Rebuilding by "Confronting"
Once a quiet, unassuming Sydney auxiliary, Robinson's expertise in the canons thrust him into leading the Aussie bishops' response to the outbreak of abuse scandals Down Under. The book is the result of Robinson's immersion in the crisis, an experience that led him to seek early retirement and got him reported to the Holy See for comments on the crisis' handling that, a decade later, ended up finding echoes in Pope Benedict's message on his American swing last month.
The prelate's mandate to handle the issue was, he said, the first time he confronted his own history as a victim of childhood abuse (an occurrence that, he emphasizes, unconnected to the church). Along the way, the combination of factors saw Robinson realize that his "problems with the church’s response to the revelations of sexual abuse ran deep and reached up to the highest levels of the church, for I was one of many people crying out for strong and compassionate leadership on this matter and trying to do my best without the support of that leadership." The church's top ranks had, in his mind, shown a "notable and extraordinary absence of guidance or direction" in its mishandling of the scandals.
Suffice it to say, recent events have seen the tide begin to turn and the bishop's harshest critique -- that of papal silence -- tackled. But with no small level of anticipation for Vatican action to back up B16's strong words on the crisis over the course of his US trip and the book's arrival on Stateside shelves after its first Australian printing sold-out within hours, Robinson's arriving on these shores next week for a monthlong speaking tour.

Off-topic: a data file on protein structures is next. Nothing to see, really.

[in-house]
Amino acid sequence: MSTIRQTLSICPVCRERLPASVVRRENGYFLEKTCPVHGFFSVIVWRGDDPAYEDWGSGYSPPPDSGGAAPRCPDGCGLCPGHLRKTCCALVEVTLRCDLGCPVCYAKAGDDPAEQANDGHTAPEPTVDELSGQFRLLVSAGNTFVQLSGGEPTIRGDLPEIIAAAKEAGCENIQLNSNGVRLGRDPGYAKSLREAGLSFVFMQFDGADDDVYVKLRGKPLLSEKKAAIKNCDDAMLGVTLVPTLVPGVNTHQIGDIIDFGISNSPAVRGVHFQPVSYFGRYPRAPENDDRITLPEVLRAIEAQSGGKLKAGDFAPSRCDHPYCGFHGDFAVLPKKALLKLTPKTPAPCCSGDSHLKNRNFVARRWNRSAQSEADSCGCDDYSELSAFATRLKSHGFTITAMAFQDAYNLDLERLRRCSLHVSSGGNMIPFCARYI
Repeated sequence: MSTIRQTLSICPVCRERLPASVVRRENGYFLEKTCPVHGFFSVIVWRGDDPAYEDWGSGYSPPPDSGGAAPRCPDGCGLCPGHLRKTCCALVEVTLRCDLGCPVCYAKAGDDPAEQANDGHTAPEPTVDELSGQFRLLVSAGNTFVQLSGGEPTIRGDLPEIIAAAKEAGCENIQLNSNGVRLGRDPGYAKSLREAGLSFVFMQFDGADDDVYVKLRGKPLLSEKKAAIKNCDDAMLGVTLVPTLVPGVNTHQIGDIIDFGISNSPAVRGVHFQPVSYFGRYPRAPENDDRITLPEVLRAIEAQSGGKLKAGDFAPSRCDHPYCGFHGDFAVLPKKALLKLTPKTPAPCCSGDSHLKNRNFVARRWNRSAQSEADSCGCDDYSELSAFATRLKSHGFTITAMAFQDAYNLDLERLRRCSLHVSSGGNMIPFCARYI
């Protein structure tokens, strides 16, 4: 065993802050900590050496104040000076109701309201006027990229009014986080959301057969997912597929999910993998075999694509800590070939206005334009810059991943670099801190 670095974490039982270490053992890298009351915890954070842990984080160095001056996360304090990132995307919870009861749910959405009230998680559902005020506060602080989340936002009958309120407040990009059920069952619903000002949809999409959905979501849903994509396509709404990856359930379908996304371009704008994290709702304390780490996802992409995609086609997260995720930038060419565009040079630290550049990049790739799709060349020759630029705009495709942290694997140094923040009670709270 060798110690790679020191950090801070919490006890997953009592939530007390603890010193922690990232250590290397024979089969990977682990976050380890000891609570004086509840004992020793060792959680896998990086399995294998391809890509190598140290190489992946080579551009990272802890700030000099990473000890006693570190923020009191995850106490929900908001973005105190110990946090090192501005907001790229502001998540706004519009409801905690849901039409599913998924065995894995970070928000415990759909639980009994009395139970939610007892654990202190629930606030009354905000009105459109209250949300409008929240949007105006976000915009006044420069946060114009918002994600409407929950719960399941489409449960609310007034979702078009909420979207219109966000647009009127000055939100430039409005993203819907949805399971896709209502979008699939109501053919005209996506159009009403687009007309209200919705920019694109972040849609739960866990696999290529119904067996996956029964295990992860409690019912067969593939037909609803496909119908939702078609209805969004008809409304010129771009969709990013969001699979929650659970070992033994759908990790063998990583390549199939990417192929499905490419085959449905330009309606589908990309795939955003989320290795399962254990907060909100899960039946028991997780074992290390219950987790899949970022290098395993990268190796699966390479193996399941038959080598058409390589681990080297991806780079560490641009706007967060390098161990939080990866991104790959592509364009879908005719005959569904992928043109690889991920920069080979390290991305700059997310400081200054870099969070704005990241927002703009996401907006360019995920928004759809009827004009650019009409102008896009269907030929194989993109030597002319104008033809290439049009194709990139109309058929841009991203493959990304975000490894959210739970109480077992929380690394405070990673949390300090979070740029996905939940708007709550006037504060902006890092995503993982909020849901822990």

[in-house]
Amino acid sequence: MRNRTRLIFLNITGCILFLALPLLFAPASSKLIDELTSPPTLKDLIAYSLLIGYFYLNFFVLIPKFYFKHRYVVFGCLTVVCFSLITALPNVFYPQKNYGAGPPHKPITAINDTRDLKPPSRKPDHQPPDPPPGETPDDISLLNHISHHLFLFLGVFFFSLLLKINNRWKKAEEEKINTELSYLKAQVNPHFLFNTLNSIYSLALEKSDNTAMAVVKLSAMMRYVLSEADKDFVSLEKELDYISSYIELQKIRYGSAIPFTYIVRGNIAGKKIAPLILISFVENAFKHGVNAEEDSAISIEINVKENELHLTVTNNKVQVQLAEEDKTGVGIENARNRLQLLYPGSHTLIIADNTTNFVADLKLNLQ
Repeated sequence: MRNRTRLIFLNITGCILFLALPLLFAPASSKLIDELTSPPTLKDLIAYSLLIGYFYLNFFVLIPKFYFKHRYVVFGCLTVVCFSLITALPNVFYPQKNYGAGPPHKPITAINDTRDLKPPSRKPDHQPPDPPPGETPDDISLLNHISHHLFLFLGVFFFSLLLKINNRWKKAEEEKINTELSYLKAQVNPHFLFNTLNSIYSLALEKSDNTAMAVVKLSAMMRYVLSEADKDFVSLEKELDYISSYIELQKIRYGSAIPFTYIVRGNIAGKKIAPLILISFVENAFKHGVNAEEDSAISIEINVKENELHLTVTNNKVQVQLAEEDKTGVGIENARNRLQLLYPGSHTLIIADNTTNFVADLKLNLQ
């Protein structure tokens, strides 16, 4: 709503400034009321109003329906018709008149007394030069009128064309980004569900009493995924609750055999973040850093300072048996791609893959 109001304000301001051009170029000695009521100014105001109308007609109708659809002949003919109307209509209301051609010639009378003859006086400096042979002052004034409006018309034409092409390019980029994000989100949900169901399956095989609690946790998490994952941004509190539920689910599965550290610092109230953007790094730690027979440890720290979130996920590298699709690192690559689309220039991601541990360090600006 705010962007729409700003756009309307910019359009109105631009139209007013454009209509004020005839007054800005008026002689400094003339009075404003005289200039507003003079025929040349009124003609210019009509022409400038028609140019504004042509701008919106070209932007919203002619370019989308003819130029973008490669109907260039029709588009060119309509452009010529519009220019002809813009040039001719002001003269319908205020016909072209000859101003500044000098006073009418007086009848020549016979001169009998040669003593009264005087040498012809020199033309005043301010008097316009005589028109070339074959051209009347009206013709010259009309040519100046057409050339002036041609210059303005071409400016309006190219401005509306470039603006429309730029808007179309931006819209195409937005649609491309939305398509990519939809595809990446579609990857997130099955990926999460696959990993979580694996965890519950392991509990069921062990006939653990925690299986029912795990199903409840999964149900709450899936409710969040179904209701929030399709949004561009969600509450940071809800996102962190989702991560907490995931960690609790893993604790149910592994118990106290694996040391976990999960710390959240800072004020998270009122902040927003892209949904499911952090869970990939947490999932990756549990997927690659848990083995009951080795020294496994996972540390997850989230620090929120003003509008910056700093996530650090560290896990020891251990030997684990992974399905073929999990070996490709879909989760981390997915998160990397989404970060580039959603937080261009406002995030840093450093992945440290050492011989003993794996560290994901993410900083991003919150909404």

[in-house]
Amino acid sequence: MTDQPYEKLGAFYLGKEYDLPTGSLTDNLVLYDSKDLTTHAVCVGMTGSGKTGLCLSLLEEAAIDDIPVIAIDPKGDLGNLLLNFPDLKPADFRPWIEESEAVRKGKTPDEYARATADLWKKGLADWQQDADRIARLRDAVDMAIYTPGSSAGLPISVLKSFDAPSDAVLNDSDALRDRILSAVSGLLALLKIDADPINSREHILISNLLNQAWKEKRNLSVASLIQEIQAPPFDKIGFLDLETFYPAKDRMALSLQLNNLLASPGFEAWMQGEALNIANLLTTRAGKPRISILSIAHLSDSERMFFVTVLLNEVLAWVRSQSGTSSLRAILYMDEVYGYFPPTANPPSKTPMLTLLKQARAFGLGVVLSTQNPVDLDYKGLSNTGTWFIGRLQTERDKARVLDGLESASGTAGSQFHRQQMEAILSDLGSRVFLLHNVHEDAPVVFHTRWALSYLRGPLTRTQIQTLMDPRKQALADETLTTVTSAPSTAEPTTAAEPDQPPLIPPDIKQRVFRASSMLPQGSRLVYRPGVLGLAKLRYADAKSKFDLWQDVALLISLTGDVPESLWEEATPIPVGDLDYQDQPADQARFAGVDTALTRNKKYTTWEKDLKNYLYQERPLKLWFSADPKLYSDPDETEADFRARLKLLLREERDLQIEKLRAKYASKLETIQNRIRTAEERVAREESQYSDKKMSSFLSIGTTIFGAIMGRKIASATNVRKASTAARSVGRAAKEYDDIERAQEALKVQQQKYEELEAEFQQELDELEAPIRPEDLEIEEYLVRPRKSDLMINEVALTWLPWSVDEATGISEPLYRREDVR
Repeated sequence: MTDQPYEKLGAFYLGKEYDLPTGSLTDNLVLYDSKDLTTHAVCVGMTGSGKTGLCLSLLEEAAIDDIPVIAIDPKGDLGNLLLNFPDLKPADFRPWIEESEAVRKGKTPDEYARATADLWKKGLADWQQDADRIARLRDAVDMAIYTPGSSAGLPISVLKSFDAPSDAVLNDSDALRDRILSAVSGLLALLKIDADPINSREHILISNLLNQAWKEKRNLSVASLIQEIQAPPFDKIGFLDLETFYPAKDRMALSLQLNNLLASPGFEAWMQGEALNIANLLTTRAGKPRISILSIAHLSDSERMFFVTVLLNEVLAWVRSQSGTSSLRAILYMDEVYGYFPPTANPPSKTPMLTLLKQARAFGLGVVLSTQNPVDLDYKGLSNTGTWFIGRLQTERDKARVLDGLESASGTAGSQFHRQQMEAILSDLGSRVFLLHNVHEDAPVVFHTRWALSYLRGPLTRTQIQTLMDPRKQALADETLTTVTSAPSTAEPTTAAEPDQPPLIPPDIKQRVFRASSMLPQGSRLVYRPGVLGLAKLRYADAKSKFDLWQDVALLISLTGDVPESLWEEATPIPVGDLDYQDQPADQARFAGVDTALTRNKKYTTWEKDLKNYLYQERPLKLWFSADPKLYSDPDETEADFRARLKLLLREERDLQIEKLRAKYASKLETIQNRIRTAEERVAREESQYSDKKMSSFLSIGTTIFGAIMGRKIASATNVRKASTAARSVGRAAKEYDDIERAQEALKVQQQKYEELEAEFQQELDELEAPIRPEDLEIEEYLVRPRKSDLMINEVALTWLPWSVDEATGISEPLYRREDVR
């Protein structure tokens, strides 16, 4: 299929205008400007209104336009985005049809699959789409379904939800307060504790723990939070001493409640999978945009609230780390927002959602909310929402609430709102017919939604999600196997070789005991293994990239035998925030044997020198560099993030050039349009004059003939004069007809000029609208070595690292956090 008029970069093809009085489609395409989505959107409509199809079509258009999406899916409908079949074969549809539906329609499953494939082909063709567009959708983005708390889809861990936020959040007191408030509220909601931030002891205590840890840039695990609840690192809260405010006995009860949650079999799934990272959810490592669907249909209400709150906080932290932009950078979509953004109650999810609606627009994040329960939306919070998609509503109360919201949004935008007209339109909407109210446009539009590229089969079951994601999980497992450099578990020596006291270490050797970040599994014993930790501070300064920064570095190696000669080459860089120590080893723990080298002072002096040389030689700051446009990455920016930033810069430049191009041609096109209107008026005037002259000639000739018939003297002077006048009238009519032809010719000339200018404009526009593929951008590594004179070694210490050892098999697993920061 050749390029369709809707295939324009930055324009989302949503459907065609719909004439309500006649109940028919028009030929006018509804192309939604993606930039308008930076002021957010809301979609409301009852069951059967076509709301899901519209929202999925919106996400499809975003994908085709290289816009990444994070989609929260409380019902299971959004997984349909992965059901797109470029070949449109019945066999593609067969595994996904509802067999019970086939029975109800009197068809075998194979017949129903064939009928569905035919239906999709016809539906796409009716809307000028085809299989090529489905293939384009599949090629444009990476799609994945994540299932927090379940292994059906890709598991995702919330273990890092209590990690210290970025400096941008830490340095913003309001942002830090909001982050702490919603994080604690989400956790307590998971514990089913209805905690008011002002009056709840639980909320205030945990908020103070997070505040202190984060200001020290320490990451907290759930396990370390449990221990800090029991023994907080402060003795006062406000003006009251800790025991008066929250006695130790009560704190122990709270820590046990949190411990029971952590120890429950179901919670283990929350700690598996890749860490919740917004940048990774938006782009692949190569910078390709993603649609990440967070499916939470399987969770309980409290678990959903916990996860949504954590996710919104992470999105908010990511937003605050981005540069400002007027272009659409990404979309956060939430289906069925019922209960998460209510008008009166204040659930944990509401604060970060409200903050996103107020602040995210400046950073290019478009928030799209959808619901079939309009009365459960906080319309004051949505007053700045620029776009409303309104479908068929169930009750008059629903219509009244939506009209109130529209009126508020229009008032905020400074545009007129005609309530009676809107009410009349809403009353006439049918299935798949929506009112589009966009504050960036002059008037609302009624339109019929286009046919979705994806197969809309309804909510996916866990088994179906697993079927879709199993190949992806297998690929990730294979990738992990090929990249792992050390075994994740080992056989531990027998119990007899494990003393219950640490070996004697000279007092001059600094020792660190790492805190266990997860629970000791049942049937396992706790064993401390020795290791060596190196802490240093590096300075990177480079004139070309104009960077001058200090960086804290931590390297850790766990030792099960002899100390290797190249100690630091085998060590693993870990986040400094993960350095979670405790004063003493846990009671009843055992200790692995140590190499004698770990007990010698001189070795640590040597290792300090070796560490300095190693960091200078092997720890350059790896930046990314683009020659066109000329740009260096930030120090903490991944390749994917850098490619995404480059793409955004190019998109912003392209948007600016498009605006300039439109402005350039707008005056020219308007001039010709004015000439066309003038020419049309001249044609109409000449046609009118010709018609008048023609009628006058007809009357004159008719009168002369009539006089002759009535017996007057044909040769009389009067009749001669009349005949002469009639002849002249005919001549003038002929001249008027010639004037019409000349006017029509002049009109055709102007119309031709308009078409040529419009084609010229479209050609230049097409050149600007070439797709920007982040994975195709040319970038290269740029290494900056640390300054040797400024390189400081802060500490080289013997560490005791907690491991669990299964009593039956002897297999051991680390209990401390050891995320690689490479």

On 16 May, the bishop makes his first Stateside appearance at a Philadelphia symposium on "Rebuilding the Church." From there, the ten-stop calendar includes dates in LA, Boston, Cleveland, Seattle, and two in the New York area.
Named a Sydneyside auxiliary by John Paul II in 1984, Robinson's home-diocese has termed his efforts "an enormous contribution world-wide towards raising the consciousness of church leaders to their responsibilities" to heal the church, "and to developing appropriate and compassionate pastoral responses to those who have been hurt." In 2004, the bishop petitioned for early retirement from his administrative responsibilities. While ill health was formally cited as the reason for his departure, Robinson, 70 in August, later admitted on-record that his experience from the scandals birthed enough "reservations" on church teaching and practice that "I felt that I was not really being of total integrity if I was still standing up, speaking in the name of the church." Today, despite the frenzy that surrounded his charged tome, he maintains a low-key profile at home, serving as a curate in a local parish.
In an interview at the book's debut, the bishop said that he did "not believe we received good leadership from the one person within the Catholic Church who has the power to give that leadership." Now that said leadership has started to show itself, turning a key corner both on these shores and beyond, Robinson's response on American soil promises to be an event all its own.